C. Hayden Coffin

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C. Hayden Coffin portrait

Charles Hayden Coffin (22 April 1862 – 8 December 1935) was an English actor and singer known for his performances in many famous Edwardian musical comedies, particularly those produced by George Edwardes.

Hayden Coffin in The Geisha

Hayden achieved fame as Harry Sherwood in the Dorothy (1886), which became the longest-running piece of musical theatre in history up to that time; other similar roles followed. In 1893, he joined the company of George Edwardes and starred in a series of extraordinarily successful musical comedies, including A Gaiety Girl (1893), An Artist's Model (1895), The Geisha (1896), A Greek Slave (1898), San Toy (1899), A Country Girl (1903), Veronique (1904), The Girl Behind the Counter (1906), Tom Jones (1907) and The Quaker Girl (1910).

In his later years, Coffin found success in Shakespearean roles such as Feste in Twelfth Night (1912), and in musicals, a few films and other works, such as the classic comedy The School for Scandal (1929).

Life and career[edit]

Coffin was born in Manchester. His parents were from Maine in the U.S., and his father was a dentist. Coffin passed the preliminary examinations to enter the College of Surgeons, but decided instead to become an actor. In 1883, he performed at St. George's Hall in London as Tom Gilroy in H. J. Byron's "Partners for Life"[1] and as Vivid in "Monsieur Jacques"[2]

Coffin in Dorothy

Coffin made his professional debut as John Smith in Edward Solomon and Sydney Grundy's Pocahontas (1885). He then played Coriolon in Lily of Leoville by Ivan Caryll.[3] Coffin rose to fame as Harry Sherwood in Alfred Cellier and B. C. Stephenson's record-setting hit Dorothy (1886), in which he introduced the popular song, "Queen of My Heart." Coffin's good looks and powerful voice made him one of the most popular stage baritones of the late 19th and early 20th centuries.[4] Early in his career, he also had successes with the same team's Doris (1889), Solomon and Henry Pottinger Stephens' The Red Hussar (1889, as Sir Harry Leighton), F. C. Burnand's adaptation of Edmond Audran's La Cigale (1890), and Captain Therese (1890), among others. He spent the 1892–93 season in New York City co-starring in several productions with soprano Lillian Russell. He also starred in a number of pantomimes.

Coffin returned to London in 1893 to star in a series of hit Edwardian musical comedies produced by George Edwardes and composed by Sidney Jones and then Lionel Monckton. His roles in these included Charles Goldfield in A Gaiety Girl (1893), Rudolph Blair in An Artist's Model (1895), Reginald Fairfax in The Geisha (1896), Diomed in A Greek Slave (1898), Captain Bobby Preston in San Toy (1899), Geoffrey Challoner in A Country Girl (1903) and Harry Vereker in The Cingalee (1904). He also starred in Veronique (1904), as Charlie Chetwynd in The Girl Behind the Counter (1906) and in the title role in Tom Jones (1907). Coffin had a brief London run and tour in Two Merry Monarchs (1910) as Prince Charmis and then played Captain Charteris in another hit, The Quaker Girl (1910).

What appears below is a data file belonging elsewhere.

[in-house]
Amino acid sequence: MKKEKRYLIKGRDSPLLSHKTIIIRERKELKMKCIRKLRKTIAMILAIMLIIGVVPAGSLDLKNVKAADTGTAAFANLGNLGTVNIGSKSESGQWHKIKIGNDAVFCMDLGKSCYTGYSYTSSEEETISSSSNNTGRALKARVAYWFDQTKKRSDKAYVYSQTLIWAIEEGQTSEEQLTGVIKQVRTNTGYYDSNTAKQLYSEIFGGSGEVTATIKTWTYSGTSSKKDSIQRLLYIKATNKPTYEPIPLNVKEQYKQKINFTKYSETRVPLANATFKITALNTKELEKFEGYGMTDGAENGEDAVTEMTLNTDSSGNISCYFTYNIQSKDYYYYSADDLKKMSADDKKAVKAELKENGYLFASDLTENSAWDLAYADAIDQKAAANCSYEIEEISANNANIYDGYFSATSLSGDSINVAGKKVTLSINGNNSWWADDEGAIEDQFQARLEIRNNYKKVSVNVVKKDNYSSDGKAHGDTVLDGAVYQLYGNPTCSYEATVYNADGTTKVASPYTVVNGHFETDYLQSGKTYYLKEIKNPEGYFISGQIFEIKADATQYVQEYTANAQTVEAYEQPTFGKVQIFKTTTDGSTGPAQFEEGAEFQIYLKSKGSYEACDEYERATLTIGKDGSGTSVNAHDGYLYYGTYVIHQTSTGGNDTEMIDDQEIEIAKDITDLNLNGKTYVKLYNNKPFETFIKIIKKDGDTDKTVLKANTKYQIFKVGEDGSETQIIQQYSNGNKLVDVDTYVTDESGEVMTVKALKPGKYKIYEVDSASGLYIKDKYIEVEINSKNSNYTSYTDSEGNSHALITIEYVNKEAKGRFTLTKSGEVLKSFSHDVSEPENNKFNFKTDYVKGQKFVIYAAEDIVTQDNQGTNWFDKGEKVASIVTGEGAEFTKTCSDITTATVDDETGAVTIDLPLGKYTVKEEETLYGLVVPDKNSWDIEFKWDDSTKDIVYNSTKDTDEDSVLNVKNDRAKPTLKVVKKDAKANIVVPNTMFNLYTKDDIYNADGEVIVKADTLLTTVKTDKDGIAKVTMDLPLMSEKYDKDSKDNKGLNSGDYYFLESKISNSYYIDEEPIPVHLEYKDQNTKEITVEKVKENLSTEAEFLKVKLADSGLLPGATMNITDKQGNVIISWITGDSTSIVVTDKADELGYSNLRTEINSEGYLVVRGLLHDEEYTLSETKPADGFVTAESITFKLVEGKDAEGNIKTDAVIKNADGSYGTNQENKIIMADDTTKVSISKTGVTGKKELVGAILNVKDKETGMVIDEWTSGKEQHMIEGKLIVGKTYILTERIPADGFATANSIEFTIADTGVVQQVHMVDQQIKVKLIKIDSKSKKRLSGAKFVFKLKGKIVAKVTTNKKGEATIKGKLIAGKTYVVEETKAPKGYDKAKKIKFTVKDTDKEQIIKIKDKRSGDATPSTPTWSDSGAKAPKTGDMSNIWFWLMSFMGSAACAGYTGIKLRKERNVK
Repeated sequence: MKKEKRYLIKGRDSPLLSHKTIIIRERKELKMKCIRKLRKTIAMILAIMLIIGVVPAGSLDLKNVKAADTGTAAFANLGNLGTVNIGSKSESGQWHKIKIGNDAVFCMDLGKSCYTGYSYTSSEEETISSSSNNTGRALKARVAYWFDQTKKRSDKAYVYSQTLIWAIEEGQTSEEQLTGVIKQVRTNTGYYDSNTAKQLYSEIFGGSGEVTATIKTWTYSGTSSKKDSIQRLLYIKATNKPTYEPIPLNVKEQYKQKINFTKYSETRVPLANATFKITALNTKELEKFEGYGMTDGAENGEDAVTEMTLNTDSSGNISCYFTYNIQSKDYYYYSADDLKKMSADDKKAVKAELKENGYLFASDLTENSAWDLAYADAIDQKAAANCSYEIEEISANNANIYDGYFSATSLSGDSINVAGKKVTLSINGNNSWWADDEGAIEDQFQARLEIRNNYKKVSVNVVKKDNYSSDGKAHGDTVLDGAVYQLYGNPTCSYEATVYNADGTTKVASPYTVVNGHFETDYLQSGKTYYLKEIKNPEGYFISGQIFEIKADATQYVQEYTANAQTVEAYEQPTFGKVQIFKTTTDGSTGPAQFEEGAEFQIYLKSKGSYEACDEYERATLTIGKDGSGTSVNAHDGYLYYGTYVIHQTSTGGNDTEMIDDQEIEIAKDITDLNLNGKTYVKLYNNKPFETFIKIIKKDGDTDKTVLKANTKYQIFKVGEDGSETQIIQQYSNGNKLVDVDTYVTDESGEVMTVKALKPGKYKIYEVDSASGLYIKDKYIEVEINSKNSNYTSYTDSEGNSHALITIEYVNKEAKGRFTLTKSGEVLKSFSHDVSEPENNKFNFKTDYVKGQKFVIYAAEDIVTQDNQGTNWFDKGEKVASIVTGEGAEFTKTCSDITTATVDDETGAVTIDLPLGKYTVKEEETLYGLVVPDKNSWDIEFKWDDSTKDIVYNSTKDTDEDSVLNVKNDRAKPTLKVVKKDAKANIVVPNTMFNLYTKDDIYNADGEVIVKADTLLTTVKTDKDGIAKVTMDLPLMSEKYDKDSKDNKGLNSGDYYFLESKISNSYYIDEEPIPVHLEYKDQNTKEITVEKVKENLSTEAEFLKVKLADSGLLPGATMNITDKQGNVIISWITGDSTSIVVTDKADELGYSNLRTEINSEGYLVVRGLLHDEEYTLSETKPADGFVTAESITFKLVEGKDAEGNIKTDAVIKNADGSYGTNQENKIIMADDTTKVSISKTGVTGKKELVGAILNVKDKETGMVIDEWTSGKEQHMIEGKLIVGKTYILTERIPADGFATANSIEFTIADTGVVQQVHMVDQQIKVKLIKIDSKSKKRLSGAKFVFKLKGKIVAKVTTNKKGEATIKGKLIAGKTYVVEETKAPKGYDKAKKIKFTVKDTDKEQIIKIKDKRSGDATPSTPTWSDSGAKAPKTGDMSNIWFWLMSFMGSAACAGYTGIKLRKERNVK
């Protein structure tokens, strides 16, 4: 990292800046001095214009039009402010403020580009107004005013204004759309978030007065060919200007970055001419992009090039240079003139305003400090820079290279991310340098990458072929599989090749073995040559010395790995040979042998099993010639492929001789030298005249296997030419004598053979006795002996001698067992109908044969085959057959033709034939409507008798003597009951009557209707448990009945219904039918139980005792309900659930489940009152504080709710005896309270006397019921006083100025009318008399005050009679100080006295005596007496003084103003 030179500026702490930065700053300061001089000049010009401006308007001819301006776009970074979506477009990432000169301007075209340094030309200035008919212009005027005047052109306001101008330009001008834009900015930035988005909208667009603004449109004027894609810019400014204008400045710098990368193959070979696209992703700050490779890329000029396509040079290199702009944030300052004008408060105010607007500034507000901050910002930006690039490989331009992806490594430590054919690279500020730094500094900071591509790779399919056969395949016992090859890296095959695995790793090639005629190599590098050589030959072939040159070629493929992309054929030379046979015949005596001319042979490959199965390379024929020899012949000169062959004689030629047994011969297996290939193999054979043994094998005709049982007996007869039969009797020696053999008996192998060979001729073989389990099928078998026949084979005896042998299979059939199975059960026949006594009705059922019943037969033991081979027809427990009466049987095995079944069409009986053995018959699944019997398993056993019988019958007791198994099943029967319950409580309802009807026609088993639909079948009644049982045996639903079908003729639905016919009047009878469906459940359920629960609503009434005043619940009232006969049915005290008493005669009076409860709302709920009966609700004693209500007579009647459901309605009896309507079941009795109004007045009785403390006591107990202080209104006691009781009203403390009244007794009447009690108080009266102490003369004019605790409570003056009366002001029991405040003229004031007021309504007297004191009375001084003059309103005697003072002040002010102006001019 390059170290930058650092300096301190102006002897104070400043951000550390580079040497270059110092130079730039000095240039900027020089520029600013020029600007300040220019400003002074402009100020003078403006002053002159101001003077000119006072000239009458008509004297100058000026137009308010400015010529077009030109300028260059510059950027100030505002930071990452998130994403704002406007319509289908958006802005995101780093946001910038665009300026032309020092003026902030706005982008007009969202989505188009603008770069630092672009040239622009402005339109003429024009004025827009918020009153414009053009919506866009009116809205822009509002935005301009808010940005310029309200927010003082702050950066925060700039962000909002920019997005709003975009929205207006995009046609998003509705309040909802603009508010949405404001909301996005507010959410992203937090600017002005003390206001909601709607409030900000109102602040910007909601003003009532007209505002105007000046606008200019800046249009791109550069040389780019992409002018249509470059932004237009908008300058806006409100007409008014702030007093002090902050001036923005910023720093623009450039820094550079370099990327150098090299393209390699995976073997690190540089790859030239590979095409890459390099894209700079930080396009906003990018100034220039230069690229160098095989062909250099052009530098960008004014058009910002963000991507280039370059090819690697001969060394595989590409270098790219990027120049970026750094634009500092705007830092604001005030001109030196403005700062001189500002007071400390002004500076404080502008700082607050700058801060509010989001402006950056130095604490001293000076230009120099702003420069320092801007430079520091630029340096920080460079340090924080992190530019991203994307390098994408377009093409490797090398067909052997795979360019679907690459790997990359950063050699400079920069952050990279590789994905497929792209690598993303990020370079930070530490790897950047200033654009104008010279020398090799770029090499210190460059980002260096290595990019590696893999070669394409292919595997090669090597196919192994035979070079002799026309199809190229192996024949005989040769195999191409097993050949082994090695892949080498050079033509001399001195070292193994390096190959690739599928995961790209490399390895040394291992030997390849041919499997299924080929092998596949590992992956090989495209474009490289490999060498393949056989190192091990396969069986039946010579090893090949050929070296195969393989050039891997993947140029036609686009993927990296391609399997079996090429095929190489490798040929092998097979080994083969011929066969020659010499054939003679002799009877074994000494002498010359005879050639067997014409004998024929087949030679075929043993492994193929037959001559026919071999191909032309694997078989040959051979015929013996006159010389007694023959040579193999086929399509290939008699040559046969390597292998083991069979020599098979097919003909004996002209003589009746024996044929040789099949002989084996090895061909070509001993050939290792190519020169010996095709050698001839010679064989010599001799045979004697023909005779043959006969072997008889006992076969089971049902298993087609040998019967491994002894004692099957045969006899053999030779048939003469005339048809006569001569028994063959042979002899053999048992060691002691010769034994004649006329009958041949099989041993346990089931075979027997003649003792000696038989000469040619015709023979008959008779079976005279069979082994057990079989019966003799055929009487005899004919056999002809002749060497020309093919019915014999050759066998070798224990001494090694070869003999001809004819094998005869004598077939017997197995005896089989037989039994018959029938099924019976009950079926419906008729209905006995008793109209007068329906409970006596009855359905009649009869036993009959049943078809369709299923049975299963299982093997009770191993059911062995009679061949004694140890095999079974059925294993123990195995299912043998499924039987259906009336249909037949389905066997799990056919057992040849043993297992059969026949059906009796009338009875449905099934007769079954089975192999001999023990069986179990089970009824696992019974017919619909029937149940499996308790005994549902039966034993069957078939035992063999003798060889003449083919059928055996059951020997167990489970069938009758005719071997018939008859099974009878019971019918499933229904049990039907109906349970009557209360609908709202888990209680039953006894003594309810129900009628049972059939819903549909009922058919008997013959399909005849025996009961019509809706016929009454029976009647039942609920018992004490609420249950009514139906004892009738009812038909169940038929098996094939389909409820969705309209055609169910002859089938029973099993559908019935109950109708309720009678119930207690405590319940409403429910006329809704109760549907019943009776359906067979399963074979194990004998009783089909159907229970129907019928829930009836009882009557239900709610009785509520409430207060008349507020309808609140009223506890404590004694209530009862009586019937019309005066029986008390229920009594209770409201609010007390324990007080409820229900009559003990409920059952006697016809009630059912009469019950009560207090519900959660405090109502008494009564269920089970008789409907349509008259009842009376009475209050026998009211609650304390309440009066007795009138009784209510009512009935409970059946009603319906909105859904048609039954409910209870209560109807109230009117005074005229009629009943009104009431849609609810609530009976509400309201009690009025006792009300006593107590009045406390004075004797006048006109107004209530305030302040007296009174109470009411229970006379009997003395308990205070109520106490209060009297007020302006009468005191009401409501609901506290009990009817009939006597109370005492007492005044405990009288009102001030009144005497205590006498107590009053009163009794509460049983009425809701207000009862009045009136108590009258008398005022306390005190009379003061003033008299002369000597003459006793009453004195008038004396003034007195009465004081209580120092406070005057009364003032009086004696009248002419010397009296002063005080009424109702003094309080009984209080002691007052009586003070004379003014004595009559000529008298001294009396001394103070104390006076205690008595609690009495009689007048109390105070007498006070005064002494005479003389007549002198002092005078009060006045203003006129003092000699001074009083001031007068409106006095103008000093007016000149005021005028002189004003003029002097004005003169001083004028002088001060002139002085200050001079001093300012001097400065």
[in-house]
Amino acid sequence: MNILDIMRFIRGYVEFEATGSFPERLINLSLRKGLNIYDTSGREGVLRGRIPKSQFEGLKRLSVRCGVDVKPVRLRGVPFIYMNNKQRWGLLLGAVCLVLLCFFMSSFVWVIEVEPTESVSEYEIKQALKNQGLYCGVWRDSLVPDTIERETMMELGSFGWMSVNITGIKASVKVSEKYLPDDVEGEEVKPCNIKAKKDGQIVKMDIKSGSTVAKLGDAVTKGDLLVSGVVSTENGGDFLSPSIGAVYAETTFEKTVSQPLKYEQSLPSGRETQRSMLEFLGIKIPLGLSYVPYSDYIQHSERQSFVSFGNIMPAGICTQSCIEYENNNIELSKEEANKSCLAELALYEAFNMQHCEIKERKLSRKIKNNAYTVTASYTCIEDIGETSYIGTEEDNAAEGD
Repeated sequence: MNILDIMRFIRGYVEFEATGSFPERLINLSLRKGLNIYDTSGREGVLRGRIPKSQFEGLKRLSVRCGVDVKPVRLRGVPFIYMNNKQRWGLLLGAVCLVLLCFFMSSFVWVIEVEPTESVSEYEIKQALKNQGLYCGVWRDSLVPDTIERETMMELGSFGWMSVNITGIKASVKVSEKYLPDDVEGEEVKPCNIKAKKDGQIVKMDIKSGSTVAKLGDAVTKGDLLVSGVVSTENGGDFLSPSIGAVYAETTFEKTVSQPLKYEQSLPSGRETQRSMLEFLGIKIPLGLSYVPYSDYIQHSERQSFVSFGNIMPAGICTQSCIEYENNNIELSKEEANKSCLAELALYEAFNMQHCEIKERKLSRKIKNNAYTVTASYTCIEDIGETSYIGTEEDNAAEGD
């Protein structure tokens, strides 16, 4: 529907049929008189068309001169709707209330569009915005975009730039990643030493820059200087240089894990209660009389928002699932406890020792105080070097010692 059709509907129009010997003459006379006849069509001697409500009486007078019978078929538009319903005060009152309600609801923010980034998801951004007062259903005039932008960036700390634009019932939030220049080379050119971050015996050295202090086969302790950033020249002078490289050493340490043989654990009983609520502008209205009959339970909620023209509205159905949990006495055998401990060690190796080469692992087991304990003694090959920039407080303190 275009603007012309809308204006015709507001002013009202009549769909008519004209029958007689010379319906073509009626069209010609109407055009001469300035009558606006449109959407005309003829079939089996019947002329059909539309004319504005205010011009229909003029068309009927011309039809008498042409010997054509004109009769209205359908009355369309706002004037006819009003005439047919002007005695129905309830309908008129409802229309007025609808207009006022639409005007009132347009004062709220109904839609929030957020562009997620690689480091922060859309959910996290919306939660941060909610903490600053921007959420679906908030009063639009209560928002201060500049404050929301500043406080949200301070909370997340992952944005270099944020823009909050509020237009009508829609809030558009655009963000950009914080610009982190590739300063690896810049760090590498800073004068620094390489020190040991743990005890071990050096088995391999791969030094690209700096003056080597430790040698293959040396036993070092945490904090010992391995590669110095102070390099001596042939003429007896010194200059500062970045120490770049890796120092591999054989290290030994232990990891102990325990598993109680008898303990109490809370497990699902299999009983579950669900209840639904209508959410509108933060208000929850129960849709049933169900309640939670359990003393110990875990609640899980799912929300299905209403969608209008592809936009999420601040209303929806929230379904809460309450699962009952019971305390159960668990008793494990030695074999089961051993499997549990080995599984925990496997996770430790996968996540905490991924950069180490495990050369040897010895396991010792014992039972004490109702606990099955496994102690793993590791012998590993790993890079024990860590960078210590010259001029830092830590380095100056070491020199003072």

Drawing of Coffin in A Country Girl
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In his later years, Coffin turned to serious drama, including Shakespearean roles, such as Feste in Twelfth Night at the Savoy Theatre in 1912.[5] He also made occasional appearances in musicals such as Young England (1916) and As You Were (1918).[6] He made several films until 1930, including It's Always the Woman (1916), and also continued touring through the 1920s. In 1929, he played Sir Harry Bumper in The School for Scandal at the Kingsway Theatre,[7] repeating the role in the 1930 film adaptation.[8]

Coffin was first engaged to the songwriter Hope Temple but married actress Adeline de Leuw, whose first husband was the composer Alberto Randegger. Coffin died in London at the age of 73.

Recordings[edit]

Coffin made a small number of records for the Gramophone Company, as follows:[9]

  • 4-2834 When travelling days are over Young England (Hubert Bath) c. 1916, 10", coupled on E35. (speed 81)
  • 2-4385 Young Fresh England Young England (Hubert Bath) in ensemble, 10", coupled on E 35.
  • 02714 Who sings of England? Young England (G. H. Clutsam), 1916–17, 12", coupled on D200.

Notes[edit]

  1. ^ The Era, 13 January 1883
  2. ^ The Era, 23 June 1883
  3. ^ Lily of Leoville at the Guide to Musical Theatre, accessed 29 October 2009
  4. ^ Profile at the Musicals101 website
  5. ^ Coffin, p. 274
  6. ^ Listing in The Play Pictorial database
  7. ^ Play Pictorial 1930–1939 at the University of Kent, accessed 6 January 2009
  8. ^ "The School For Scandal", TV Guide, accessed 30 June 2014
  9. ^ Bennett, J. R. Voices of the Past: Vol. I A Catalogue of vocal recordings from the English Catalogue of The Gramophone Company, etc. (Oakwood Press, 1955).

References[edit]

Coffin, Hayden. Hayden Coffin's Book: Packed with Acts and Facts (London: Alston Rivers, 1930).

External links[edit]